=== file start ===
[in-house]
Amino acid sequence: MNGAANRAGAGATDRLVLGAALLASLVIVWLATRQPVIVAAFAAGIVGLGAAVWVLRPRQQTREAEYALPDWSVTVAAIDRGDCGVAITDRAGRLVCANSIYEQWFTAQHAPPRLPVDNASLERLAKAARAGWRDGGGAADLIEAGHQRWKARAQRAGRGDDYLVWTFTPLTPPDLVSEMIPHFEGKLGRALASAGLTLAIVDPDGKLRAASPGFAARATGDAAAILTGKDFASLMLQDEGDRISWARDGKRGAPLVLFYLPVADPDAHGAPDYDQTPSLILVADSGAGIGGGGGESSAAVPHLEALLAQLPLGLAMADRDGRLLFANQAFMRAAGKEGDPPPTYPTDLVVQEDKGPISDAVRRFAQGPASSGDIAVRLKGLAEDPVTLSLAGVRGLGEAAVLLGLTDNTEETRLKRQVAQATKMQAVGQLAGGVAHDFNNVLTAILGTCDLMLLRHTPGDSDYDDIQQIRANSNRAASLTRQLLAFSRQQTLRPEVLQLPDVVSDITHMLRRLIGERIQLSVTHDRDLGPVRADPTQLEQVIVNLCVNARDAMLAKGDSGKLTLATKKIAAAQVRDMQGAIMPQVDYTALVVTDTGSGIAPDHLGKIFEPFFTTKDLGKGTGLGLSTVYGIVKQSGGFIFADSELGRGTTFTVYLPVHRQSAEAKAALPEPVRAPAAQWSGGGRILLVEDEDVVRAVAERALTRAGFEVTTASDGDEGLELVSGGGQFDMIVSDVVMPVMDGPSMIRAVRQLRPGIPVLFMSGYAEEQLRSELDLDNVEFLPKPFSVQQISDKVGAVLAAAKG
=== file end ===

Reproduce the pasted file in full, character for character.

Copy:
[in-house]
Amino acid sequence: MNGAANRAGAGATDRLVLGAALLASLVIVWLATRQPVIVAAFAAGIVGLGAAVWVLRPRQQTREAEYALPDWSVTVAAIDRGDCGVAITDRAGRLVCANSIYEQWFTAQHAPPRLPVDNASLERLAKAARAGWRDGGGAADLIEAGHQRWKARAQRAGRGDDYLVWTFTPLTPPDLVSEMIPHFEGKLGRALASAGLTLAIVDPDGKLRAASPGFAARATGDAAAILTGKDFASLMLQDEGDRISWARDGKRGAPLVLFYLPVADPDAHGAPDYDQTPSLILVADSGAGIGGGGGESSAAVPHLEALLAQLPLGLAMADRDGRLLFANQAFMRAAGKEGDPPPTYPTDLVVQEDKGPISDAVRRFAQGPASSGDIAVRLKGLAEDPVTLSLAGVRGLGEAAVLLGLTDNTEETRLKRQVAQATKMQAVGQLAGGVAHDFNNVLTAILGTCDLMLLRHTPGDSDYDDIQQIRANSNRAASLTRQLLAFSRQQTLRPEVLQLPDVVSDITHMLRRLIGERIQLSVTHDRDLGPVRADPTQLEQVIVNLCVNARDAMLAKGDSGKLTLATKKIAAAQVRDMQGAIMPQVDYTALVVTDTGSGIAPDHLGKIFEPFFTTKDLGKGTGLGLSTVYGIVKQSGGFIFADSELGRGTTFTVYLPVHRQSAEAKAALPEPVRAPAAQWSGGGRILLVEDEDVVRAVAERALTRAGFEVTTASDGDEGLELVSGGGQFDMIVSDVVMPVMDGPSMIRAVRQLRPGIPVLFMSGYAEEQLRSELDLDNVEFLPKPFSVQQISDKVGAVLAAAKG